The Adhoc Committee of parliament, which has been investigating the distribution of 82.05 acres of Nakawa-Naguru land has recommended the retirement of the Uganda Land Commission-ULC commissioners in the public interest.
The affected commissioners include the Chairperson, Byenkya Nyakaisiki, Prof. Pen-Mogi Nyeko, Asuman Kyafu, Stella Achan, Augustine Rukiika Rujara, Charles Muhoozi, Tom Kasenge Byamugisha and Medina Nsereko as members. The Uganda Public Service Standing Orders provide for the retirement of public officers in the public interest.
In this case, the appointing authority asks the affected officer to relinquish his or her office as a disciplinary measure, which doesn’t merit dismissal. The officer is entitled to retirement benefits in accordance with the Pensions Act. The Committee has also recommended that the ULC Secretary, Barbara Imaryo, and the Commissioners be held accountable for irregularities surrounding the allocation of the land.
Trouble for the commission officials started in January 2022, when they revised earlier allocations of land at Nakawa-Naguru. They went ahead to allocate 15 acres to the Internal Medicine of Virginia, 10 acres to Uganda Heart Institute, 3.09 acres to KCCA Nakawa Division offices, 1 acre to Naguru Infant Primary School, 1.05 acres to St. Peters Church of Uganda, 2 acres to Ntinda Whole Sellers 2 acres and others.
Anil Damani got 3 acres, Seven Hills Apartments 4 acres, Arab Oil Supplies, and Exploration Limited 4 acres, Dashen (U) Limited 3 acres, Dembe Enterprises Limited 3 acres, Dominion Partners Limited 1 acre, EACOM International Limited 1 acre, and Rudra Hardware 4 acres among others.
However, the speaker of parliament, Anita Among set up an Adhoc committee to investigate the re-allocation exercise when complaints emerged about the exercise. On Wednesday, the committee chairperson, Dan Kimosho presented the committee findings to Parliament indicating that ULC commenced the reallocation process based on three categories namely presidential directives, ministerial directives, third parties with development, and residual land for fresh applicants.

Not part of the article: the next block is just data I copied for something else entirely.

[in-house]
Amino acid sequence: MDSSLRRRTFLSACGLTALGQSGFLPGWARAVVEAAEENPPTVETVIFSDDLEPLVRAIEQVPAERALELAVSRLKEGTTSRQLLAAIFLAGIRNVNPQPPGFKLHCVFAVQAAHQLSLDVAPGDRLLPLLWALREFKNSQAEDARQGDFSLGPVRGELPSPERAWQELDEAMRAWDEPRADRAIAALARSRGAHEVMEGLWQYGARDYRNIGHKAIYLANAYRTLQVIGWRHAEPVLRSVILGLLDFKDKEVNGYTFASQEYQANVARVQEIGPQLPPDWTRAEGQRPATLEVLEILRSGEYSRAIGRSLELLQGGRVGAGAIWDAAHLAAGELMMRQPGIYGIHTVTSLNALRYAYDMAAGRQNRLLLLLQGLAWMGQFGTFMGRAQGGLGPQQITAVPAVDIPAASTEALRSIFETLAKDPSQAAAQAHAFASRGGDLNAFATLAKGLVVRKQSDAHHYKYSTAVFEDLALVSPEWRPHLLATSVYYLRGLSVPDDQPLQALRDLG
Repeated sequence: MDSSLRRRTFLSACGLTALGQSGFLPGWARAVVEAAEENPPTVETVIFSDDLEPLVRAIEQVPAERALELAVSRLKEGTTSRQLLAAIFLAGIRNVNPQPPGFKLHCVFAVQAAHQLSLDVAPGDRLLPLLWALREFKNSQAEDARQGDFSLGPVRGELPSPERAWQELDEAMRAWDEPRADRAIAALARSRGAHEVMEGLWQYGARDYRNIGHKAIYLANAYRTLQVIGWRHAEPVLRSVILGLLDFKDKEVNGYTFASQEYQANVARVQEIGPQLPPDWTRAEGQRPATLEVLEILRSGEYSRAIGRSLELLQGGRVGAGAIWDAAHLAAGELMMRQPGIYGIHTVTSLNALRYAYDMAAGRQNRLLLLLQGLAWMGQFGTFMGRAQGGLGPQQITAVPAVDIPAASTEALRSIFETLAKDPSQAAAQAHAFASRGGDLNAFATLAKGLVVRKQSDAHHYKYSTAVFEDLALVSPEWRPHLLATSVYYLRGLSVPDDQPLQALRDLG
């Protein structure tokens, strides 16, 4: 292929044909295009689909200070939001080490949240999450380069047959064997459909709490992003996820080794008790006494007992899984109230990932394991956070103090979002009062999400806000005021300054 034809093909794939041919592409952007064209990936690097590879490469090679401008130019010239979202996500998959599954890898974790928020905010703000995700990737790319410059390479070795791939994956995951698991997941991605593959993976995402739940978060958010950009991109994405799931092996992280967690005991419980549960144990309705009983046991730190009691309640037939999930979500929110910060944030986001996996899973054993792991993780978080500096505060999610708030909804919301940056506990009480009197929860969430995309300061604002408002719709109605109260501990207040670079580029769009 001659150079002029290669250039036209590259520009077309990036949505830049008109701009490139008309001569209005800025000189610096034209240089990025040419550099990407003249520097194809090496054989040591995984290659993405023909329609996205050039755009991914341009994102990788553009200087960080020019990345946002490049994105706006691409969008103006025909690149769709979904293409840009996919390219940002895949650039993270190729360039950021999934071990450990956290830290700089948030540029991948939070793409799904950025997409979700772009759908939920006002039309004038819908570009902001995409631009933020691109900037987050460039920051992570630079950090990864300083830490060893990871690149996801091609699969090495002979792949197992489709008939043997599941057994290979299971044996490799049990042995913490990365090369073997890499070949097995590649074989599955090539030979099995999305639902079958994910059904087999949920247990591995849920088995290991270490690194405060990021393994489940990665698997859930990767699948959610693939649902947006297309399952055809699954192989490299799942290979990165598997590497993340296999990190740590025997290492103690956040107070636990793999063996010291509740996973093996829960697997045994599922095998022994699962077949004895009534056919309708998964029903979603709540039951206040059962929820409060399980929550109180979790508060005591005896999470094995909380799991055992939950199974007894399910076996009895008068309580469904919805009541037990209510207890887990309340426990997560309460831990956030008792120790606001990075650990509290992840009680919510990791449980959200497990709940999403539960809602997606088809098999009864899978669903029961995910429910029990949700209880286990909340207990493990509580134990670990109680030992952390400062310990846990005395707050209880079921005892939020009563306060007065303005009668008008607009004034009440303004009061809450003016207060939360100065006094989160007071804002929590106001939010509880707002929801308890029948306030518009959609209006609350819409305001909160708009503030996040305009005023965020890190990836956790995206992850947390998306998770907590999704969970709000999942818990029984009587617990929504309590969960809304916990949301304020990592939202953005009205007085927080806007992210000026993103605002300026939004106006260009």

He also noted that the ULC came up with specific criteria that would be followed by the applicants for the land. These involved proof of legal existence of the company or partnership, particulars of directors, annual audited accounts, experience in handling similar projects, governance of company structures, business plan for the development of the land, proof of tax compliance, proof of source of funding and submission of support documentation for the applications.
However, the report notes that “The committee observed that ULC did not follow its own set criteria in allocating the Naguru land. The documents from some of the applicants reviewed did not comply with the set parameters.” The none complaints companies, which benefited from the reallocation exercise according to Kimosho included Internal Medicine of Virginia PC, Phaneroo Ministries, Arab Oil Supplies and Exploration, and Master Links Uganda Ltd.
Parliament also learnt that Phaneroo Ministries has no experience in handling similar projects and no proof of source of funding and that it’s a company limited by guarantee and not permitted to do business. Phaneroo Ministries also lacks proof of tax compliance. The committee also revealed that Internal Medicine of Virginia PC never interacted with the ULC as required, lacks offer letters, forwarding letters from ULC, audited accounts, proof of ability to execute similar projects, and known address among other requirements.
The committee report also noted that Arab Oil Supplies and Exploration and Master Links Uganda Ltd have no experience in handling similar projects, proof of source of funding, proof of tax compliance, and audited accounts. Kimosho said that due to influence peddling, certificates of title were issued to these beneficiaries despite the obvious non-compliance to the set parameters. He said that with these findings, it is clear that the actions of ULC in allocating and issuing certificates of title contravened the set criteria.
During the debate on the report, Robert Wandwasi, the Bungokho South MP supported the committee’s recommendation to retire the ULC commissioners in the public interest, saying that this would help safeguard public land.
Susan Amero, the Amuria Woman MP commended the committee for the report, saying that its recommendations are patriotic, and appealed for their implementation. The Speaker of Parliament, Anita Among said that the committee findings are conclusive enough and that government will be required to provide a treasury memorandum on action taken within two months.